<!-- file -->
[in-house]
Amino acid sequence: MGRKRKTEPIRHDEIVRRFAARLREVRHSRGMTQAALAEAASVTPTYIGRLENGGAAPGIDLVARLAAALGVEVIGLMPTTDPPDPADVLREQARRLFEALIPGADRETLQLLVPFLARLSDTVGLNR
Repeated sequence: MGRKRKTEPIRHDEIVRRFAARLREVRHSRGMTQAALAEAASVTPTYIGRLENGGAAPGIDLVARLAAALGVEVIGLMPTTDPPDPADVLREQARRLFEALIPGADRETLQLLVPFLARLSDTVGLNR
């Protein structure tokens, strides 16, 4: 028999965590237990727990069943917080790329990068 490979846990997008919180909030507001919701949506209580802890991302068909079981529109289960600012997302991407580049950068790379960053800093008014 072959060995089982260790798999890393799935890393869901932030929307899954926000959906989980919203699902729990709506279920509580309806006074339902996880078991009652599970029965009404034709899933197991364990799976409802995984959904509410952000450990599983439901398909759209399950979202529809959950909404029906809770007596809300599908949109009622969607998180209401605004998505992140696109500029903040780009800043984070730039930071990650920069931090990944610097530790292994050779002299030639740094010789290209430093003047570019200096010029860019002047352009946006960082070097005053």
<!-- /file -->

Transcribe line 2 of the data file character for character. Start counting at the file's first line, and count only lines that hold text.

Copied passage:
Amino acid sequence: MGRKRKTEPIRHDEIVRRFAARLREVRHSRGMTQAALAEAASVTPTYIGRLENGGAAPGIDLVARLAAALGVEVIGLMPTTDPPDPADVLREQARRLFEALIPGADRETLQLLVPFLARLSDTVGLNR